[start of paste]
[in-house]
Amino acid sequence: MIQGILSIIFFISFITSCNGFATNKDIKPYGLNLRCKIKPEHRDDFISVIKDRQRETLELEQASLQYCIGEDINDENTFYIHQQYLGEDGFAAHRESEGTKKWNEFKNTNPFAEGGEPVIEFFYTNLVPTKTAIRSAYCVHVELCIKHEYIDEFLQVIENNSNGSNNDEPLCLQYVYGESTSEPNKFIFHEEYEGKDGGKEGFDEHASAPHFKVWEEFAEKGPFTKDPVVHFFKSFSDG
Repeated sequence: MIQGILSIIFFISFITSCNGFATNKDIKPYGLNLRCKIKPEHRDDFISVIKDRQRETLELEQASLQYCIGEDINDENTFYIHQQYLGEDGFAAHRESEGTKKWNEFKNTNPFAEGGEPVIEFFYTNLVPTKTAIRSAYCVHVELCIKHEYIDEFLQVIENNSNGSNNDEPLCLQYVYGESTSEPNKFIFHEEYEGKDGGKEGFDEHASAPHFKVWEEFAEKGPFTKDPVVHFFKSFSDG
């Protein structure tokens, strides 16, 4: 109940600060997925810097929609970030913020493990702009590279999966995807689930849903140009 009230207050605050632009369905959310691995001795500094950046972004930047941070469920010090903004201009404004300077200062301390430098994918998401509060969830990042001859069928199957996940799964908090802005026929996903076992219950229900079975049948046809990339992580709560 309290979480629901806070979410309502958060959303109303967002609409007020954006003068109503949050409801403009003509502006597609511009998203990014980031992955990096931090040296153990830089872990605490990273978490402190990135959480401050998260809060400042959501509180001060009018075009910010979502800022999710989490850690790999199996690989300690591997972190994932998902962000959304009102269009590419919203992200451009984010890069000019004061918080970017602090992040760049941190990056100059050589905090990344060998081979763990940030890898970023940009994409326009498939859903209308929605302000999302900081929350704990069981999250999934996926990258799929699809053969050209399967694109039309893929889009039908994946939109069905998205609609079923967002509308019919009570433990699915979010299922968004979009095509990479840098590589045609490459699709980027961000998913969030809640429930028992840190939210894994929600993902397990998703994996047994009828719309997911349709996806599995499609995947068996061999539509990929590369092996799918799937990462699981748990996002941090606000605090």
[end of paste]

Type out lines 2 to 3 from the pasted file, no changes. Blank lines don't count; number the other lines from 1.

Amino acid sequence: MIQGILSIIFFISFITSCNGFATNKDIKPYGLNLRCKIKPEHRDDFISVIKDRQRETLELEQASLQYCIGEDINDENTFYIHQQYLGEDGFAAHRESEGTKKWNEFKNTNPFAEGGEPVIEFFYTNLVPTKTAIRSAYCVHVELCIKHEYIDEFLQVIENNSNGSNNDEPLCLQYVYGESTSEPNKFIFHEEYEGKDGGKEGFDEHASAPHFKVWEEFAEKGPFTKDPVVHFFKSFSDG
Repeated sequence: MIQGILSIIFFISFITSCNGFATNKDIKPYGLNLRCKIKPEHRDDFISVIKDRQRETLELEQASLQYCIGEDINDENTFYIHQQYLGEDGFAAHRESEGTKKWNEFKNTNPFAEGGEPVIEFFYTNLVPTKTAIRSAYCVHVELCIKHEYIDEFLQVIENNSNGSNNDEPLCLQYVYGESTSEPNKFIFHEEYEGKDGGKEGFDEHASAPHFKVWEEFAEKGPFTKDPVVHFFKSFSDG